Fallout continues to spread from the crisis in Russia with a big gas deal involving Germany being cancelled.
BASF said it dropped its plans to hand complete control of its gas trading and storage business to Gazprom from Russia in exchange for a stake in two gas fields in Siberia.
Gazprom, which is state controlled, is the biggest supplier to western Europe of natural gas and has looked at developing its distribution and marketing activities across the region.
However, the problem in relations between Russia and Germany killed the swap of assets deal.
Sanctions that were imposed against Russia over its involvement in Ukraine placed restrictions on new energy and equipment projects and prevent companies in Russia from borrowing in financial markets in the West.
The cancellation has caused the chemicals company from Germany to restate its accounts for 2013 and to write down its 2014 profits, at a cost for the two of $395 million.
Gazprom and BASF have worked on projects together for over 20 years and continue to operate a joint venture in the gas trading business.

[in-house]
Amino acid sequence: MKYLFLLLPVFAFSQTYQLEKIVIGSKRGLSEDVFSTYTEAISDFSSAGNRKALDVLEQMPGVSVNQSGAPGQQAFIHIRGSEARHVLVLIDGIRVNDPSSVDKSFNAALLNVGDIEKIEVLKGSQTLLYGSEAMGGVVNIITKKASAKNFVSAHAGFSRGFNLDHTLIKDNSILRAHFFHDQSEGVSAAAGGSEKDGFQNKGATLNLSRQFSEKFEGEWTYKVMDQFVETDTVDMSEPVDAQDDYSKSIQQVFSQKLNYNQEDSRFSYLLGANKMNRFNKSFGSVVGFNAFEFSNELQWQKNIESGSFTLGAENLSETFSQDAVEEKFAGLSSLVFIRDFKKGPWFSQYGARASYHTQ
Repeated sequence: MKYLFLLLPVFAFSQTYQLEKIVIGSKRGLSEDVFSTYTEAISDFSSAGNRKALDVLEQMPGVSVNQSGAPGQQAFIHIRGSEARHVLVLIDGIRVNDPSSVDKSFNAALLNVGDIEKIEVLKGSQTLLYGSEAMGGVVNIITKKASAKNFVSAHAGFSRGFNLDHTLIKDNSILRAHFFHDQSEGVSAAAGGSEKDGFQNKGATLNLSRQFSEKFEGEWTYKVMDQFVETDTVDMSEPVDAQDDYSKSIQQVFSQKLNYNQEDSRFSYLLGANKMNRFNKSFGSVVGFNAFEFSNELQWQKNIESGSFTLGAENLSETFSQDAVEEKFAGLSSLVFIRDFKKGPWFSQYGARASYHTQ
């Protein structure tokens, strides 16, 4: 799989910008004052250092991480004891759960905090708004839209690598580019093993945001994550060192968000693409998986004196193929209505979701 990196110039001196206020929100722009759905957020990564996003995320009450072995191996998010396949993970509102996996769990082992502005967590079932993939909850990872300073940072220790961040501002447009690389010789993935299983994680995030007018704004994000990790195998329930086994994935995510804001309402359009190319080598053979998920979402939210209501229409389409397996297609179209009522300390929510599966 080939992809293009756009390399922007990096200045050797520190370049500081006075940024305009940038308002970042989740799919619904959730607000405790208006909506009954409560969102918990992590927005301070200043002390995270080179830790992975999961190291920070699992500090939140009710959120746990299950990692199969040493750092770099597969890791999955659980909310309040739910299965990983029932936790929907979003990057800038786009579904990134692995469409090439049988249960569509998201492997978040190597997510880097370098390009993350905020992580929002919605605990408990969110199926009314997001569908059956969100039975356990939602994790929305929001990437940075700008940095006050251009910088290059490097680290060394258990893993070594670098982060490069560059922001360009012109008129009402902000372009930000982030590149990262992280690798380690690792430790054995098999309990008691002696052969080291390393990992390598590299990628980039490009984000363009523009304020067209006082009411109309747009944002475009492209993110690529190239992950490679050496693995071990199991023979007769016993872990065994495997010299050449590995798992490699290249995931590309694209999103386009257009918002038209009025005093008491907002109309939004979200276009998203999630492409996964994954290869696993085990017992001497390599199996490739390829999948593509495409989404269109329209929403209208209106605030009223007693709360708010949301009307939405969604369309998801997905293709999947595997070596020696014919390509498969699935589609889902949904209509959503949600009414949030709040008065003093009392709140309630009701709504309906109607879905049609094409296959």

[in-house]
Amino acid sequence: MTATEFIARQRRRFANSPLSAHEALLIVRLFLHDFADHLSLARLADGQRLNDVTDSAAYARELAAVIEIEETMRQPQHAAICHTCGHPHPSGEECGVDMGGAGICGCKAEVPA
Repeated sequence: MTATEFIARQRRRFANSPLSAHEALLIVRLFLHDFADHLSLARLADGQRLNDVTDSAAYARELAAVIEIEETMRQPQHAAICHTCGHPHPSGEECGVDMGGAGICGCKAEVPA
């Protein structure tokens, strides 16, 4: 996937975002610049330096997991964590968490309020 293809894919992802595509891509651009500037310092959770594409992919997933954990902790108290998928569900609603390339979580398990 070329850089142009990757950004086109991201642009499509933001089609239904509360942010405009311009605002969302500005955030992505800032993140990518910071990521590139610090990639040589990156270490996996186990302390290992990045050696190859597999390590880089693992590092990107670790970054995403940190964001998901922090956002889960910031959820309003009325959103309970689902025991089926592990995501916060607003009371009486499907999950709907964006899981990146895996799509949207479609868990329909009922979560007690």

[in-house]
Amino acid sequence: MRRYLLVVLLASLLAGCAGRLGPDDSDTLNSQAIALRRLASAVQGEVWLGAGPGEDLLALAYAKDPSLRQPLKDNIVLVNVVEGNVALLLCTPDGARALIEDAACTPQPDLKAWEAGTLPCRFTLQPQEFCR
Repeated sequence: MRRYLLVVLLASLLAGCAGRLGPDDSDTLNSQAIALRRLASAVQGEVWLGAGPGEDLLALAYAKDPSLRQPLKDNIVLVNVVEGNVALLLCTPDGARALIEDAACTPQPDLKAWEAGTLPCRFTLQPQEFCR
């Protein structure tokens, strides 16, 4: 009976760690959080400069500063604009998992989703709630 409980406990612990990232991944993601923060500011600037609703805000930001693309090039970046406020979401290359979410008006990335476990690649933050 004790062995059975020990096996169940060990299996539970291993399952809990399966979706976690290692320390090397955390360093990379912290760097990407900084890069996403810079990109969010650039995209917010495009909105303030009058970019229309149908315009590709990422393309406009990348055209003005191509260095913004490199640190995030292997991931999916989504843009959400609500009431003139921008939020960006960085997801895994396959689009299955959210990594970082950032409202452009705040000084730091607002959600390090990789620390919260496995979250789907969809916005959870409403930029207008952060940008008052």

Other big deals in energy have become victims of the deterioration of relations with countries in the West.
Valdimir Putin the President of Russia announced earlier in December that Gazprom scrapped plans to construct a new gas pipeline for $40 billion to southern Europe.
With Russia not able to raise financing from U.S. and European investors, Gazprom might have struggled with funding to construct the pipeline.
Some states in the European Union were nervous the project could make them more dependent upon gas from Russia during a time that they were looking for more diversification in energy supplies.
Many large Western based companies that are in Russia have experienced economic hardships due to the sanction imposed by the EU and the U.S. on Russia.
The economy in Russia has struggled since the sanctions were imposed and the local currency has been deflated this week due to the sanctions.